Xerotyphlops luristanicus TORKI, 2017
Can you confirm these amateur observations of Xerotyphlops luristanicus?
|Higher Taxa||Typhlopidae (Asiatyphlopinae), Typhlopoidea, Serpentes, Squamata (snakes)|
|Common Names||Lorestan Blind Snake, Laki Blind Snake|
|Synonym||Xerotyphlops luristanicus TORKI 2017|
Type locality: 1,750- 2,100 m elevation, on the western slope of the central Zagros Mountains, Badavar region, Nourabad, Lorestan Province, western Iran, 34°07 ́ N, 47°53 ́ E.
|Types||Holotype: MNHN-RA 2016.0040 (former FTHM 19710), Adult male, collected by Farhang Torki on 29 March 2016, (Fig. 2 in Torki 2017). Paratypes: Five specimens: MNHN-RA 2016.0041-45 (respectively former FTHM 19711-15); 2 adult males: MNHN-RA 2016.0042 and 2016.0045 (respectively former FTHM 19712, 19715); 3 adult females: MNHN-RA 2016.0041, 2016.0043- 44 (respectively former FTHM 19711, 13-14), collected by Farhang Torki on 18 May 2016; same data as for holotype.|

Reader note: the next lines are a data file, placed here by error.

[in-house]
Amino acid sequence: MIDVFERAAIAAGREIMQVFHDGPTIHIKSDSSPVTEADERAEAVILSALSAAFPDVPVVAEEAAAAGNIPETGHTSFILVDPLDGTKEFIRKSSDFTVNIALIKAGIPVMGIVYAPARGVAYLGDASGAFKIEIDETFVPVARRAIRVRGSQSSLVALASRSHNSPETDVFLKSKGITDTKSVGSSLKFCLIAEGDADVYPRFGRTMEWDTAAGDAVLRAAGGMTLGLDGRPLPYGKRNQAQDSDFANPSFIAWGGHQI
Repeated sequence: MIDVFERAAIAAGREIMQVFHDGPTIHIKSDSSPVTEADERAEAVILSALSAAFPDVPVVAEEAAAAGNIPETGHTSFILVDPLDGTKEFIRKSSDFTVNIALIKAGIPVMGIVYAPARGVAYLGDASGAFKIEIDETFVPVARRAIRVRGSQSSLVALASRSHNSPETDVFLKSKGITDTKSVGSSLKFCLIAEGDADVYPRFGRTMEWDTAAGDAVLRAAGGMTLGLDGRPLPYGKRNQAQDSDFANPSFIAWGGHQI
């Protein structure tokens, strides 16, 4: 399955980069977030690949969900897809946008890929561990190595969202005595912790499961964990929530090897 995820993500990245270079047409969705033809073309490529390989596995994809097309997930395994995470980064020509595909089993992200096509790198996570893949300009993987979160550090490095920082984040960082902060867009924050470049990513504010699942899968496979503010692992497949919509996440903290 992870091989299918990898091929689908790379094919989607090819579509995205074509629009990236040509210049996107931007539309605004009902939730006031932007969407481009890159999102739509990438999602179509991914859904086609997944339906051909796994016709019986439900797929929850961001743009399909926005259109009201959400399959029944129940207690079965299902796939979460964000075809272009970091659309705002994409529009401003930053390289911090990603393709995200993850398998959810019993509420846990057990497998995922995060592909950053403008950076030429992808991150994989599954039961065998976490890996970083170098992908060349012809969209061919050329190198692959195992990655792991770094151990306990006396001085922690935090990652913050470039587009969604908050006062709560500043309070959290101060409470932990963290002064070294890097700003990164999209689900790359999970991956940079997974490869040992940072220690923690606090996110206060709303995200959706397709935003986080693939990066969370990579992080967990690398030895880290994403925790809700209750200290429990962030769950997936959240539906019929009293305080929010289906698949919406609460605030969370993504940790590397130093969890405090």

|Diagnosis||Diagnosis: A stout-bodied blind snake, small body size (maximum: 219 mm), moderate body form, short tail, rostral moderate. X. luristanicus sp. n. can easily be distinguished from all other Xerotyphlops species by the combination of the following characters: right side hemipenis in a single coil, left side curved, not straight; segmented testis; 22- 24 longitudinal scales rows; scale reduction present or not; 355-398 transverse scale rows at mid-body; 10-12 subcaudals; supralabial imbrication pattern T-III; parietal is apparently fused as there is no suture in the middle of this bone on the external side, on the internal side a groove is observed in this place; exoccipital is completely separated from supraoccipital; the dorsal body has strong uniform pigmentation throughout while in contrast all ventral scales lack pigmentation.|
|Comment||Synonymy: Rajabizadeh 2018 synonymized Xerotyphlops luristanicus with X. vermicularis.|
Habitat: X. luristanicus sp. n. was found beneath stones from both the base and top of Chghasalman Mountain (1,750-2,100m a.s.l.).
Syntopy: Natrix tessellata, Platyceps najadum, Laudakia nupta, Ophisops elegans, and Trachylepis aurata.
|Etymology||“luristanicus” refers to Lorestan province (habitat of new species).|
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